film review: the shape of water
‘Water can be any shape, it just depends on the container,’ my brother eloquently said as we drove to the cinema. It was a good point – as he predicted, the new Guillermo del Toro film The Shape of Water fits into many movie genre moulds. It is a monster movie, an arthouse film, a drama, a romance and a fairy tale – all whilst being its own unique, weird thing.
Best known as the director of the award winning Spanish language film Pan’s Labyrinth, del Toro also directed Hell Boy and Pacific Rim. Pacific Rim is a terrible movie (nerds you can come plead your case… but come on you just like it cos there are big monsters in it), BUT like all of his movies it has moments of surprizing genre inversion. In this way you can see each of these ‘monster movies’ as leading to The Shape of Water.
The film is set back in the 1960s Cold War. Our lead Eliza (Sally Hawkins) is mute, but confident. She has a routine life but is willing to make herself heard when necessary, standing up to the men that surround her at the top secret facility where she works as a cleaner. She does this by being a subtle nonconformist. Her best friend, closeted gay artist Giles (Richard Jenkins), lives just across the hall and Zelda (Octavia Spencer) is her spirited guardian at work.
One day a scary frowning man, Richard Strickland (Micheal Shannon) brings a new classified item into the facility, they refer to it as ‘the asset’. What they have found in the watery depths of South America is an Amphibian like man (played by Doug Jones – fun fact he is a mime/contortionist/actor who also played the fawn, the scary eyeball monster in Pan’s Labyrinth). The men study and abuse the creature with little regard for his human-like qualities. It is Eliza who is quickly empathetic and loving towards the creature and seeks to set him free.
During the first few sequences of the film I was taken aback by the beauty of the film’s aesthetic. Everything has a dark, watery, green glow. Eliza and Giles’ apartments are homey and fishbowl-like with their large sloping windows which are often being pattered by rain. The secret research facility has a much more austere 1960s steampunky-sci-fi-movie-esk severity, but the watery theme remains which makes so many of the scenes perfect little artistic gems. This look is integral in the world building of the story, rather than del Toro just making a beautiful illustrated storybook. The greens give a sense of otherworldliness but also of nature and the soft encompassing coolness of deep sea.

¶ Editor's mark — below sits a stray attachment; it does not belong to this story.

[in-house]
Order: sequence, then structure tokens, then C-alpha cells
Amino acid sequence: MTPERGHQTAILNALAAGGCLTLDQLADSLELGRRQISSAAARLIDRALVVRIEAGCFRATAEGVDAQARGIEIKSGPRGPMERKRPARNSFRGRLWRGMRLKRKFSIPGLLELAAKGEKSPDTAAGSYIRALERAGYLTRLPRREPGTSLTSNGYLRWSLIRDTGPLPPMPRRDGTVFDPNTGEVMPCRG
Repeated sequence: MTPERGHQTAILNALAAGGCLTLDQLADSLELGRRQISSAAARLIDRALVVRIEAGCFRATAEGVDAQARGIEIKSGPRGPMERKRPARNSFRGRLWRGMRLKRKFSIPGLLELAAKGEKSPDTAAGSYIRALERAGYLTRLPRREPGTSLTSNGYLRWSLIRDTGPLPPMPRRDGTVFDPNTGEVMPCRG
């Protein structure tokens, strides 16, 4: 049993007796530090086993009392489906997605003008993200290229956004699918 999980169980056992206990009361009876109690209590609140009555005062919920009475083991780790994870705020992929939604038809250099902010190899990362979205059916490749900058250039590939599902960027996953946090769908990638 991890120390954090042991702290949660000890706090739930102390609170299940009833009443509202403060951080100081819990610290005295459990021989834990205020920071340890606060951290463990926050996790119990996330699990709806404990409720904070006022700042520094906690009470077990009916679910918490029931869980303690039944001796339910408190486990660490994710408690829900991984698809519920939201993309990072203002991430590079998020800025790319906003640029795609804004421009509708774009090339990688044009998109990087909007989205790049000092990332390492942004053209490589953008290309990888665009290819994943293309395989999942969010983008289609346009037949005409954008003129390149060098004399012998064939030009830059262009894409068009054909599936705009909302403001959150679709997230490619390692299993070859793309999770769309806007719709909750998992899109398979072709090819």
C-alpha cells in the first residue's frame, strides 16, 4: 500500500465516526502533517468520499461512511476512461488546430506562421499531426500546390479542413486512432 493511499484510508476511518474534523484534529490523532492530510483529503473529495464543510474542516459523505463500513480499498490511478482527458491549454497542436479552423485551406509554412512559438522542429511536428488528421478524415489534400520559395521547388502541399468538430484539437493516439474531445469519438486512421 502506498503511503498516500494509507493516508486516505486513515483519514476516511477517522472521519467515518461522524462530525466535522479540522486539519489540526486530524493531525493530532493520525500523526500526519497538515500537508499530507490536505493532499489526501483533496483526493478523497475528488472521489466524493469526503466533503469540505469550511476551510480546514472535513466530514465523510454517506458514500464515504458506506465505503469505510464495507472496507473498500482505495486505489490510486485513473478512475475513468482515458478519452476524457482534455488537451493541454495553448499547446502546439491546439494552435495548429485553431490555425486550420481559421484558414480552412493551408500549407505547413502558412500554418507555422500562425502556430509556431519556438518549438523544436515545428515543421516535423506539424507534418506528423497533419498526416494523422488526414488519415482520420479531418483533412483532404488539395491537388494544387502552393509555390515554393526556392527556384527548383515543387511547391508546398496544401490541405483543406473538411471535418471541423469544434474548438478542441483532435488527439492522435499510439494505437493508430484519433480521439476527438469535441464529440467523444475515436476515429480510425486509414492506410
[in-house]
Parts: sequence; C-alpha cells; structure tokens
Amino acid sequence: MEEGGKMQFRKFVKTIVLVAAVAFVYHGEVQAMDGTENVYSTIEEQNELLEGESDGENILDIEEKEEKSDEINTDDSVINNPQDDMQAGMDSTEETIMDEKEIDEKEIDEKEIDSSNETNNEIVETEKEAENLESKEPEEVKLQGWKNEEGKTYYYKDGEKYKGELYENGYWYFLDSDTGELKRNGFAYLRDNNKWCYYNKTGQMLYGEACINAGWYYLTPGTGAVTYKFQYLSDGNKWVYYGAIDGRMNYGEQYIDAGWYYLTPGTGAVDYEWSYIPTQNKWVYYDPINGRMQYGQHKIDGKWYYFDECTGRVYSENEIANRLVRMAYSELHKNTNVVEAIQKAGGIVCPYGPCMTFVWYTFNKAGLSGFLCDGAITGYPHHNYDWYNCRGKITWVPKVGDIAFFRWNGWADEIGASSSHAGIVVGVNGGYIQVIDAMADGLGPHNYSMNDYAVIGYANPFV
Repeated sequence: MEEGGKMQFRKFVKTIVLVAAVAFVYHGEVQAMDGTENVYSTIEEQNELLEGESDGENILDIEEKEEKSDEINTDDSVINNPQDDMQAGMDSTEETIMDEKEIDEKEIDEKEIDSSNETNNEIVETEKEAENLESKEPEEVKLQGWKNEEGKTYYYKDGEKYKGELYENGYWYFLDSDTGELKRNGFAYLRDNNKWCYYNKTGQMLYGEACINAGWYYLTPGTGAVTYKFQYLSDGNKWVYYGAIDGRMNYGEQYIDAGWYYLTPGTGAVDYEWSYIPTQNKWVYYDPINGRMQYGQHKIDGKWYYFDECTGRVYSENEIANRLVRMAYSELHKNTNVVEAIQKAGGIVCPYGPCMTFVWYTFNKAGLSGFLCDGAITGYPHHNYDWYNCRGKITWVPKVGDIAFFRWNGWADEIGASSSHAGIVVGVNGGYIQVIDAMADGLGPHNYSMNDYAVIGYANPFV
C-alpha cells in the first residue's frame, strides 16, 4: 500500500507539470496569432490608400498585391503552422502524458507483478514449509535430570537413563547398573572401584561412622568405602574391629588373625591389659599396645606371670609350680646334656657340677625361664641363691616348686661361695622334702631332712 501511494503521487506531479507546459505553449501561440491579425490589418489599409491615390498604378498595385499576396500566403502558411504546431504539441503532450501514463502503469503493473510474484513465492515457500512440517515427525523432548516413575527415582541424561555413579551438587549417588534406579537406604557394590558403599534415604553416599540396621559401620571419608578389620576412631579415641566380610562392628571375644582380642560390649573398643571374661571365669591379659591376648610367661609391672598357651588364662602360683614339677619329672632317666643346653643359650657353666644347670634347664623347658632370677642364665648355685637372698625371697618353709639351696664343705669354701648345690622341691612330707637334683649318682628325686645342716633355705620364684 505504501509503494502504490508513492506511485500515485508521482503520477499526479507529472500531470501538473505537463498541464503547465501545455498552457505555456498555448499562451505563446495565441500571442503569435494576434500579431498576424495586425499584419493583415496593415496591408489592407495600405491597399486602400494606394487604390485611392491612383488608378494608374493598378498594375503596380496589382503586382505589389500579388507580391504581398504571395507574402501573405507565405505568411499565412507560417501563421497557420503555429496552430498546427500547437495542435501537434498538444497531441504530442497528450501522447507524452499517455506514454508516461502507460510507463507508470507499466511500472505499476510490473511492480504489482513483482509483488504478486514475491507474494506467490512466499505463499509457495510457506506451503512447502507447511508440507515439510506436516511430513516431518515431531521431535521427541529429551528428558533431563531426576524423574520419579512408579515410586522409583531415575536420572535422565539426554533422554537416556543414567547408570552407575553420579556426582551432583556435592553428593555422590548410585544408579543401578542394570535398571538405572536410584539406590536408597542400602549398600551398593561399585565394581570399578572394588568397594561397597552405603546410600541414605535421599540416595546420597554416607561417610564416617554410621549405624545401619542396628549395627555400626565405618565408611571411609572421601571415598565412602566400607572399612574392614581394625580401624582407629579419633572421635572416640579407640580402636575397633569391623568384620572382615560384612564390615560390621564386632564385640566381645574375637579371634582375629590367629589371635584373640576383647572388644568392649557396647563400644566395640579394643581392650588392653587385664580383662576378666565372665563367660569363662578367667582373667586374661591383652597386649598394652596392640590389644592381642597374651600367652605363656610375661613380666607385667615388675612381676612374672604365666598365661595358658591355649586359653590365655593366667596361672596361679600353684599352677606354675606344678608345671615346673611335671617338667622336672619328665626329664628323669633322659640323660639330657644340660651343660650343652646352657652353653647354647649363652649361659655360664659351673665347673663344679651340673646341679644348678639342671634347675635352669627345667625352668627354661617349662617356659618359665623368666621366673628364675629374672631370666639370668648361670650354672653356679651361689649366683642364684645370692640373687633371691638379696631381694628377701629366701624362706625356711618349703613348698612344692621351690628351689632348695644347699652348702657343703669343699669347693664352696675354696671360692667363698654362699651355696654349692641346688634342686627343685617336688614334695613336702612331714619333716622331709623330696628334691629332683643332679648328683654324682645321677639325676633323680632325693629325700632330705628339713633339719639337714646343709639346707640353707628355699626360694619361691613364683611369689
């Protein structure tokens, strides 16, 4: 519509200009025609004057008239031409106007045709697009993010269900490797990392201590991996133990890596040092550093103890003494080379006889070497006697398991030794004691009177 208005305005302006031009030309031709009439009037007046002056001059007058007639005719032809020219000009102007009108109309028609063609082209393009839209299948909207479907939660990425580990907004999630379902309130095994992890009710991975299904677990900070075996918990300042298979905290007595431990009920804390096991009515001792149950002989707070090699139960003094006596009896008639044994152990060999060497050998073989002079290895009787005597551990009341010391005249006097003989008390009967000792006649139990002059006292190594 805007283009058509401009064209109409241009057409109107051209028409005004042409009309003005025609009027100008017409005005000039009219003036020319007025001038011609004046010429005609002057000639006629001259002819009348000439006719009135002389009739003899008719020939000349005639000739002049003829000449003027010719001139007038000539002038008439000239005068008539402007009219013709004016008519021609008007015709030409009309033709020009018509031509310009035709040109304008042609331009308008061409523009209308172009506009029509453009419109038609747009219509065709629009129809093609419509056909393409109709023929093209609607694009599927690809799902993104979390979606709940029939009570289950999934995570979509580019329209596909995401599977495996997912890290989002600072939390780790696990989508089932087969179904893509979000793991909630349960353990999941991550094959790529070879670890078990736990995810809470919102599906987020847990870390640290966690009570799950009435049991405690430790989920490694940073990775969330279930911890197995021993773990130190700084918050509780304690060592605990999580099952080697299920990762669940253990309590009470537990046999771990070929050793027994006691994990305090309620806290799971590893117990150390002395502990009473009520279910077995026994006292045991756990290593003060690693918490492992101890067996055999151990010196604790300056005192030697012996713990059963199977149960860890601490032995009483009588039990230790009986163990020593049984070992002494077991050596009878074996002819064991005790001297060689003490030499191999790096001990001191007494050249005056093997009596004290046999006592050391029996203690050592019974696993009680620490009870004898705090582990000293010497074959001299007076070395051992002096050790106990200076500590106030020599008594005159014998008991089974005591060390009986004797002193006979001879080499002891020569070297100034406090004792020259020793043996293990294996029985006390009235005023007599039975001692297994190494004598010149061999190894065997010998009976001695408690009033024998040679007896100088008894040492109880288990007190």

Reviews of The Shape of Water have applauded the film in being a nostalgic look back at the 1960s whilst still being realistic to the era’s hardships. Women in this world are subservient but that doesn’t mean that they are happily serving the war-making men. All the sympathetic characters in this movie are ‘others’; a disabled woman,a person of colour and a gay character. They are forced to work in roles that aid in their survival but are unsettled in the heavily classed, gendered roles that society has given them. It is through their social standing that they find commonality both with each other and with the monster they discover.
The character of Strickland is a typical ‘bad’ man but he also demonstrates the Cold War era’s biggest fear: others, people that are not, as he describes, as close to god’s image as himself. Strickland has the perfect house, two children and a devoted wife but he himself is shown to be othered through both his heightened inhumane cruelty and by his ‘incomplete’ body (when he loses two fingers to the sea monster).
The commonality Eliza feels with the monster is one at first built on seeing themselves in one another through their inability to speak. They are not however silent characters; these are characters of physical action searching for their place. There are also frequent references to Fred Astaire and Shirly Temple which show that despite being verbally silent, their lives are still filled with music, dance and sound. The film is not scared to add in a lot of extraneous details particularly regarding its secondary characters, which continuously demonstrates how minorities perform small acts of defiance every day.
With the current upheaval of the entertainment industry it’s been a hard couple of months to be a movie fan. That’s probably why I enjoyed this film so much, because it is a movie that is bursting with del Toro’s love of movies. In many ways it is your typical “quirky” film full of characters who whistle and tap their feet but that is just one of its guises. Behind the melancholy fairy tale is a hardness which sets up a world of political realism set against the magic and love. Having a little magic with our reality is perhaps what we need right now to remember why good storytelling will always be a winner.
Hannah Rogers is a writer and radio producer from Hobart, Tasmania. She talks about writing on her Instagram as @hannah_ruby_rogers.